I have just returned from Europe, where, among other things, I led a 10-day study trip in search of the origins of Protestantism in the former East Germany, now among the most secular places on earth as sociologists of religion reckon. As one Lutheran pastor put it during the twilight of the Soviet Era, “the people [here] have forgotten that they have forgotten God.”
But one need not believe in God to profit from those who do. Many of the cities in “Luther Land” are preparing for what they hope will be waves of tourism before and during the Reformation’s quincentennial in 2017. I suppose we were an early catch. Our motley group set out from Berlin to trace Luther’s steps. With Wittenberg as our first stop and home base, we also visited Eisleben (where Luther was born and died), Erfurt (where he entered the Augustinian monastery), the Wartburg castle in Eisenach (where he translated the New Testament into German), and Halle (where he preached some of his final sermons and where, curiously, his death mask is kept).
Halle is also the principal campus seat today of the University of Halle-Wittenberg. The joining of the two institutions took place in the nineteenth century after the French-Revolution-Napoleonic upheaval (1789-1815) closed down many German universities or forced them to combine with neighboring ones. At Halle, we spoke with Ernst-Joachim Waschke, one of the directors of the commemorative events planned at Wittenberg in 2017 and his colleague, Wolfgang Flüger, a leading scholar of the history of past Reformation commemorations.
We saw and learned many things on our trip, but here are some of the more surprising and curious:
- During their entire time together at Wittenberg, Philip Melanchthon made a higher salary than Luther. As the more accomplished scholar, Melanchthon had many offers to teach elsewhere, and the Dukes of Saxony had to keep ponying up the money to keep him.
- A few years ago the artist Ottmar Hoerl cast 800 “Luther Dwarves” and exhibited them on the central town square of Wittenberg. Many scholars and church officials criticized the one-meter high statues as a cheapening of Luther’s legacy. Given the artist’s plans to sell the “dwarves” after the exhibition, one local theologian even decried the effort as “a tasteless selling of indulgences.” Strong words in Wittenberg! Even so, many purchased them and one can spot mini-Luthers (in red, green, blue, and black) around the city.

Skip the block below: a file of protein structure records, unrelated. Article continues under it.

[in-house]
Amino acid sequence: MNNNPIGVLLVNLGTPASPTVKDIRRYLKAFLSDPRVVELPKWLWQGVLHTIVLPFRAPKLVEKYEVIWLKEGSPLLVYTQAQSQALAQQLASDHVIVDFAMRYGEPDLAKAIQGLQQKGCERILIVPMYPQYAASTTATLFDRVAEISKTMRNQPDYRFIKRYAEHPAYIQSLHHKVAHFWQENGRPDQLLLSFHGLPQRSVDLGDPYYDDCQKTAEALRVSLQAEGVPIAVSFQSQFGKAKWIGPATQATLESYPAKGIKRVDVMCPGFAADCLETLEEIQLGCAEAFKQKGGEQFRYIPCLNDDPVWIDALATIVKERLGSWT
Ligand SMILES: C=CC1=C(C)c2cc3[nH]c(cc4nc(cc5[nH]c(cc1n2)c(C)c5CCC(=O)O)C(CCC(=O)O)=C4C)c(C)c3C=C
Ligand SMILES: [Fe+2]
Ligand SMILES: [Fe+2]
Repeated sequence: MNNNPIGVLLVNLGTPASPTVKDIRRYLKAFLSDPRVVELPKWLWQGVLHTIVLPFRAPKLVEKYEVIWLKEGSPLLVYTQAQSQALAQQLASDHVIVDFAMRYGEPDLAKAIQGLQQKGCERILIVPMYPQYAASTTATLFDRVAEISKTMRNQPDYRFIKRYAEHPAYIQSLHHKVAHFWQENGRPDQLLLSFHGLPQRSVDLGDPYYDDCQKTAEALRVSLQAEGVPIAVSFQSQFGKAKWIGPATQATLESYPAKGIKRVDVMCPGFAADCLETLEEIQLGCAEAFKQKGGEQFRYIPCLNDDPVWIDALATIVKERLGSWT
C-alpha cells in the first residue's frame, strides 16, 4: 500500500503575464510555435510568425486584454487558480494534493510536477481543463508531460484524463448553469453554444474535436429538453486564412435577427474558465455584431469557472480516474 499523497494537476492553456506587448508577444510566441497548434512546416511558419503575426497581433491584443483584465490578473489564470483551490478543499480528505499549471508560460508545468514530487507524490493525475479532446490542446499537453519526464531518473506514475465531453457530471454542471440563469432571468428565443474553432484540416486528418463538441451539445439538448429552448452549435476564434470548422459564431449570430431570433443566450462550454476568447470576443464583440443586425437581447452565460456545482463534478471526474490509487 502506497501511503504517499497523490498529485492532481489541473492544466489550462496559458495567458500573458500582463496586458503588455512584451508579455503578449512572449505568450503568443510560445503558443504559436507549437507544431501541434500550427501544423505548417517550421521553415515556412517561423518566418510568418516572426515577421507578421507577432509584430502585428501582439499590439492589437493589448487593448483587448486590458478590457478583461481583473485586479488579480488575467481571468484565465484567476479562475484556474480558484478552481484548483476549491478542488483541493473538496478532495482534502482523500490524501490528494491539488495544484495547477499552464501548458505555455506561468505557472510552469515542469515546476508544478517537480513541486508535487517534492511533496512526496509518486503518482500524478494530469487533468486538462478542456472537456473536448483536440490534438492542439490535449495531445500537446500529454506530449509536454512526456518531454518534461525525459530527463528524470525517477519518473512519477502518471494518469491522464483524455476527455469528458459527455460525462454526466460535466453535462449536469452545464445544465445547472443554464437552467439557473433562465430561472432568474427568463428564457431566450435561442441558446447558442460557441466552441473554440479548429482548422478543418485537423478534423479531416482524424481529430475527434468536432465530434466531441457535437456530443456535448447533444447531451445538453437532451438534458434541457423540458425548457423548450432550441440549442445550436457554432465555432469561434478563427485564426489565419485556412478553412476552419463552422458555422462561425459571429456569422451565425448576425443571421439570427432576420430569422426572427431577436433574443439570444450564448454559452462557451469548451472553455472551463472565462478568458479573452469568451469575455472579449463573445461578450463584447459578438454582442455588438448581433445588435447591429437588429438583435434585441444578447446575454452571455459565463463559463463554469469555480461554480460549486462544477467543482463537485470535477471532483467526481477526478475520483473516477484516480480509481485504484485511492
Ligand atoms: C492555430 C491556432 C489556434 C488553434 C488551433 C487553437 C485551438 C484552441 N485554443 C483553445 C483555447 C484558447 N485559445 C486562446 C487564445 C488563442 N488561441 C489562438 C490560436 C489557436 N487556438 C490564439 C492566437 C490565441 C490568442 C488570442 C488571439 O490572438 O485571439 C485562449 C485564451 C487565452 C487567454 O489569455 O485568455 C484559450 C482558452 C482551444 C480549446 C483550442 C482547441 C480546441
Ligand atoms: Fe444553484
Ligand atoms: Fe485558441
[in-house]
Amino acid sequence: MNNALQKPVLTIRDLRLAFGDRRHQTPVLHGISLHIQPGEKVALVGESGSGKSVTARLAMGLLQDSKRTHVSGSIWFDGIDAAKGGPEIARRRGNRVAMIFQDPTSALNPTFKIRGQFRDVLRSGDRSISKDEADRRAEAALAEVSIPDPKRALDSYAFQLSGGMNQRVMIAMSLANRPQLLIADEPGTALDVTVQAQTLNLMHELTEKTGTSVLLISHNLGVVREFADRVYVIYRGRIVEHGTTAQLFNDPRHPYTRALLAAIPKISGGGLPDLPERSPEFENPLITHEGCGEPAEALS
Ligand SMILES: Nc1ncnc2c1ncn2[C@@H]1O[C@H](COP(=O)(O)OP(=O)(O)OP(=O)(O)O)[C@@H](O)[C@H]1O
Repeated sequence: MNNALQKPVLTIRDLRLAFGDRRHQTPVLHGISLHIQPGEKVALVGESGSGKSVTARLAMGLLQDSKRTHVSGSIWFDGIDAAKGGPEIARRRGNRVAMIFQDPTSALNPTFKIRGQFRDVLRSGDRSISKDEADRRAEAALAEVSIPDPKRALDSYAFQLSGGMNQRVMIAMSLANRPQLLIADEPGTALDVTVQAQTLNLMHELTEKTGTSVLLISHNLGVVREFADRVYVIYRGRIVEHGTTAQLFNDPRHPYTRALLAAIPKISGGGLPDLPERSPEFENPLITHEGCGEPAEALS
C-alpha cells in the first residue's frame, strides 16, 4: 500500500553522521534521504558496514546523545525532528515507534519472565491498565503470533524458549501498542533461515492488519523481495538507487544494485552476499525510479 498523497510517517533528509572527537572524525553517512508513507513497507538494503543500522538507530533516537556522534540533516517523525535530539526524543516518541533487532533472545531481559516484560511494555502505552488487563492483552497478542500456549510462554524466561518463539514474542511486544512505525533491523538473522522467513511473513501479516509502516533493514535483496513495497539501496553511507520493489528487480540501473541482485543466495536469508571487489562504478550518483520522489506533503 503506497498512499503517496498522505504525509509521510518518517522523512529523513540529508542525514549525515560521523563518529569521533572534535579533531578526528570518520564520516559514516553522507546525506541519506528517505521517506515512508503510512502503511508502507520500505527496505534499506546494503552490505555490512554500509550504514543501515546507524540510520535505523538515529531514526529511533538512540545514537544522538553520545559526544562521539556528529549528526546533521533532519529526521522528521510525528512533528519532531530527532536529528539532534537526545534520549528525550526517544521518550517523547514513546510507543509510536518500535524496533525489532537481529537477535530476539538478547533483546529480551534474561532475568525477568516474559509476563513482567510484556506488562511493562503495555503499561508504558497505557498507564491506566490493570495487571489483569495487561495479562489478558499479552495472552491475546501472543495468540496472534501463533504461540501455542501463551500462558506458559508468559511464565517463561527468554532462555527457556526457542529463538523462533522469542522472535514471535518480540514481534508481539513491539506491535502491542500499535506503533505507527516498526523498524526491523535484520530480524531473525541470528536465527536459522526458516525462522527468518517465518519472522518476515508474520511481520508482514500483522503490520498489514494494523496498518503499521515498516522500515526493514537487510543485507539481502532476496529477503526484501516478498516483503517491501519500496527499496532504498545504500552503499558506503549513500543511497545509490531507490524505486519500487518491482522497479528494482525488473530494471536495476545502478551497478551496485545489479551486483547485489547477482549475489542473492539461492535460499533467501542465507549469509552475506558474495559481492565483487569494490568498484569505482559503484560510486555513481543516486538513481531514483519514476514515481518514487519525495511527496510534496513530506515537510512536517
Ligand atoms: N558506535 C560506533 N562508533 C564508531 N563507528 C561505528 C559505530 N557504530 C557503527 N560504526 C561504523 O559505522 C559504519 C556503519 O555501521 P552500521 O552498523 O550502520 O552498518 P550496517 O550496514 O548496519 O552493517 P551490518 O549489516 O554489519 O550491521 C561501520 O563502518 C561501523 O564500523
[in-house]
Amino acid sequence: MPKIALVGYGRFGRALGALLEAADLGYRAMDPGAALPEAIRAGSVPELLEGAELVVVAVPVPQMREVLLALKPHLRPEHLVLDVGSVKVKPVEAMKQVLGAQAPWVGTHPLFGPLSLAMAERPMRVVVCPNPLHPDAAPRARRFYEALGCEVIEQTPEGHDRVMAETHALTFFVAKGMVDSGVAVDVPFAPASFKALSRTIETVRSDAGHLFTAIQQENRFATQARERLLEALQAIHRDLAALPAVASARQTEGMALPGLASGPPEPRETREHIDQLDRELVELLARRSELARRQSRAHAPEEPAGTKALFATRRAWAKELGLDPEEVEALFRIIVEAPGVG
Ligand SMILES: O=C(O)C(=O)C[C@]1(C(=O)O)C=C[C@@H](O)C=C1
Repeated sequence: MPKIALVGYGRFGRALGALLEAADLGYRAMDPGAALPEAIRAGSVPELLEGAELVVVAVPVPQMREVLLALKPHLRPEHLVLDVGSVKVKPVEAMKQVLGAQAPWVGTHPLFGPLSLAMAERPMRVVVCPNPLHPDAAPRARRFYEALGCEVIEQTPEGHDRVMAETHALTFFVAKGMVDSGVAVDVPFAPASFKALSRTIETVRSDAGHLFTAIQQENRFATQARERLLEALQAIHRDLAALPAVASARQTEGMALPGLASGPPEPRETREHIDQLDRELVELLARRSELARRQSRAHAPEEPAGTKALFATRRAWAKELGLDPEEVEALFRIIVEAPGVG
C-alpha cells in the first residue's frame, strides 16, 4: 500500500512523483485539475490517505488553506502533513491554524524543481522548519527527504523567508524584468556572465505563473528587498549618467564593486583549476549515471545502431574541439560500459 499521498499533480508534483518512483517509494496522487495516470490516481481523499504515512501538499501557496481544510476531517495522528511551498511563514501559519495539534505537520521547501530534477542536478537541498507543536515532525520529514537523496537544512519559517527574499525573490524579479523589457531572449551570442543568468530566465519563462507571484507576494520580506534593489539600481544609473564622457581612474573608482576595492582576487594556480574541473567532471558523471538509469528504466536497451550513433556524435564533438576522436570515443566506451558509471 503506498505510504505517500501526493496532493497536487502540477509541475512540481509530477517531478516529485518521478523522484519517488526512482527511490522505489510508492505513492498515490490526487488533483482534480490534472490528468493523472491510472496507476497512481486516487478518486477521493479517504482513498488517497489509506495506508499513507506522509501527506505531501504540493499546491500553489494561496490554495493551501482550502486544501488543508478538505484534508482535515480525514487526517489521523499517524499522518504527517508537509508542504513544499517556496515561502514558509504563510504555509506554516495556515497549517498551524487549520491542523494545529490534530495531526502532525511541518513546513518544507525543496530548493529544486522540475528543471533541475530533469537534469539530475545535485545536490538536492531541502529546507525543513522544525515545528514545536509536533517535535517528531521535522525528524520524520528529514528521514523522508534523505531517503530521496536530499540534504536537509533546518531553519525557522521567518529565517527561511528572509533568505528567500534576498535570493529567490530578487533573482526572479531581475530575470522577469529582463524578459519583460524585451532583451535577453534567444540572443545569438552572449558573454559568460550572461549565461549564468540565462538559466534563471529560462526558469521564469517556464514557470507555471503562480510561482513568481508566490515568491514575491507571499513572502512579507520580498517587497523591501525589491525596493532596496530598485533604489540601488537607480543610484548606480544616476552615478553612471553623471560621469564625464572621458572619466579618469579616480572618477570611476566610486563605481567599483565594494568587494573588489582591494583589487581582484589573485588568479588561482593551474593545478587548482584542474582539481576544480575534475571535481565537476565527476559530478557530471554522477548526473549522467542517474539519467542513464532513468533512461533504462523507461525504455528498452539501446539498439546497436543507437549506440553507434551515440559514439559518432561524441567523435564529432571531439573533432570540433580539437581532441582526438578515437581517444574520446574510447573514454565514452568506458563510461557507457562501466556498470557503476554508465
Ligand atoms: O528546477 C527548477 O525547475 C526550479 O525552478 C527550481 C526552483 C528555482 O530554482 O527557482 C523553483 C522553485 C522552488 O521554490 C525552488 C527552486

- One of the problems of the Reformation from a vendor’s perspective is that it did away with saints’ days, during which people customarily bought food and drink. Consequently, the people of Wittenberg observe today just two official religious holidays: Reformation Day (October 31) and Luther’s Wedding day (a moveable feast in June). Interestingly, the latter holiday was concocted only in the 1994, as one local Wittenberger told me, as a public relations act to bring people to the city. Apparently, it is working as close to 100,000 people descend upon the city for the festival each year. Luther, who had penchant for ale, would probably approve, but I’m not sure what his wife and ex-nun, Catherine von Bora, would think!
- For me, one of the most fascinating things we encountered was an “incombustible” picture of Luther, displayed in his birth house in Eisleben. Several of these survive from the early modern period; they were said to have miraculously survived the burning of homes or buildings. Early Protestants took this as a providential sign that Luther was in the right, and the images even gained a quasi-sacral status among some. The many putative occurrences of the phenomenon led one Justus Schöpffer to catalog them in a 1718 book, The Incombustible Luther (Unverbrannter Luther), also on display in Eisleben.
But this is not the only element of “medieval” piety that was associated with Luther. His death house quickly became a place of pilgrimage (a form of piety that Luther harshly criticized) right after his passing in 1546. In fact, so many “Protestant pilgrims” showed up, some seeking to carve off a piece of wood from his death bed, that officials felt compelled to discourage the practice by removing the bed and having it destroyed.
This deathbed story raises an interesting question with respect to what we today take to be the Protestant notions of freedom of conscience and the priesthood of all believers. Should the officials have tried somehow to honor the conscience of the laity in their desire to venerate Luther in this way? Or, does conscience, finally, need instruction, even forceful instruction, by authority?
The history of Protestantism is the record of attempted answers to this question.
Postscript: For those interested in the “incombustible Luther” phenomenon, I recommend an article by Robert Scribner, “Incombustible Luther: the Image of the Reformer in Early Modern Germany,” Past and Present 110 (1986): 38-68.